GRIMM: A midseason review by Kristen Micek

Editor’s note: Hey folks! A couple weeks back, we introduced Kristen Micek as the latest member of the Crimespree crew. Today, she offers up her thoughts on NBC’s GRIMM.

GRIMM,  the NBC series created by Stephen Carpenter, David Greenwalt, and Jim Kouf, has recently aired the 12th episode of its first season. GRIMM airs Friday nights at 9/8cst.

In the dramatic and witty police procedural, detective Nick Burkhardt (David Giuntoli) must find a way to uphold his human laws when faced with the supernatural fairytale beings that live among us. Set to the backdrop of a quaint, mossy Portland, Oregon, the show balances the dark stories with lush scenery and vibrant lighting reminiscent of their fairytale inspiration. When Nick’s last living relative nears death and passes the family legacy onto him, he discovers that he is the descendant of the Brothers Grimm and his newfound calling allows him to see the monsters that hide among us. When a young girl in a red hoodie is kidnapped, Nick appeals to reformed blutbad Monroe (Silas Weir Mitchell) for help in finding the girl before she becomes dinner. During the investigation, Nick fights to reconcile what he is allowed to do as a cop and can explain to his partner Hank (Russell Hornby) with what he knows to be true as a Grimm.

The pilot introduces many interesting story arcs, including Nick’s reluctance toward his newfound calling and two opposing forces of which one wants Nick’s death and the other want to use him to a yet unknown advantage. Yet, the story seems to feature the episodic drama characteristic of police procedurals, rather than following through on these larger story arcs. The arcs have not been forgotten, as a few cryptic clues have been meted out in recent episodes and foreshadow that more are coming.

The episodes are entertaining and reinvent various fairytales, such as Rapunzel and Hansel and Gretel, to fit our day and time, but the lack of character development and progression leaves viewers wanting. The episodes focus more on the Grimm monster of the episode than the main characters themselves. Monroe is the only recurring character with sufficient depth, while Nick and his girlfriend Juliette (Bitsie Tulloch) still seem relatively flat. Nick’s legacy as a Grimm rarely conflicts with his professional life or with his relationship with Juliette, although recent episodes have begun to remedy this weakness with the creatures intruding into Nick’s home life and Juliette’s growing suspicion that he is hiding something. Hopefully, they’ll forge ahead with these conflicts and use the remaining episodes to further develop Nick and Juliette, while exploring how being a Grimm is affecting Nick’s life.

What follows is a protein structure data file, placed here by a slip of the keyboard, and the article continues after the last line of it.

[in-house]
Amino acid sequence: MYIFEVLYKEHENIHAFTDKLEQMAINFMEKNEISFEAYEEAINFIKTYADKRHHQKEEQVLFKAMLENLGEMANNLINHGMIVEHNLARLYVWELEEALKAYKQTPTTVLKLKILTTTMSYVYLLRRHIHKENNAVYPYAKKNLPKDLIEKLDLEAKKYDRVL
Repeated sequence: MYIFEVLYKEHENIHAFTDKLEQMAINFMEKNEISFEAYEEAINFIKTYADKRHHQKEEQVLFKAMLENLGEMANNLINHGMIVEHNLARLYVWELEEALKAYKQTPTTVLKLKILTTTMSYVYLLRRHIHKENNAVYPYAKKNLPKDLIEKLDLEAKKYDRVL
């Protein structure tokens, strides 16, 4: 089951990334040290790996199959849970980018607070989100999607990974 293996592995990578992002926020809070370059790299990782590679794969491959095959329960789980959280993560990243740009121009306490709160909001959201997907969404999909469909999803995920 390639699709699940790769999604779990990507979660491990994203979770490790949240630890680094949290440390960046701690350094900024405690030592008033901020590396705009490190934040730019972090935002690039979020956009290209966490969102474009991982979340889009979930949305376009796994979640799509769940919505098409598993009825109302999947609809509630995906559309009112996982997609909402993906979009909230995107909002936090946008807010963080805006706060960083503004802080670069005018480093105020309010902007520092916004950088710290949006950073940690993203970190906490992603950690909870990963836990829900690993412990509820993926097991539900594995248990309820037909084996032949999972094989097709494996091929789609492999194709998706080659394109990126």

Silas Weir Mitchell’s Monroe is one of the most entertaining characters in the series, offering up most of the comedic elements. This once bloody and rebellious blutbad is now a clockmaker with a fondness for fine wine, classical music, Pilates, and French press coffee. His relationship with Nick is one of the most developed and entertaining in the show, with a nice level of tension as Monroe must defend Nick as tolerant and open-minded, despite knowing his family would roll in their graves if they knew he was aiding a Grimm. The past few episodes have seen a nice progression as the two develop as friends rather than Monroe solely being Nick’s source of information, adding an emotional core to the show that would be otherwise lacking.

The tightly written pilot and strong recent episodes prove that the show has enormous potential, despite the small lag the series suffered in middle episodes. While each episode features a crime, the show moves past the traditional question of who committed the act to focus on the shades of gray involved when dealing with a hidden culture of supernatural beings. This promising series will have viewers hoping to see what fairytales will be reimagined next and anxious to see what will happen when Nick is no longer able to keep his two lives apart.

Kristen Micek.
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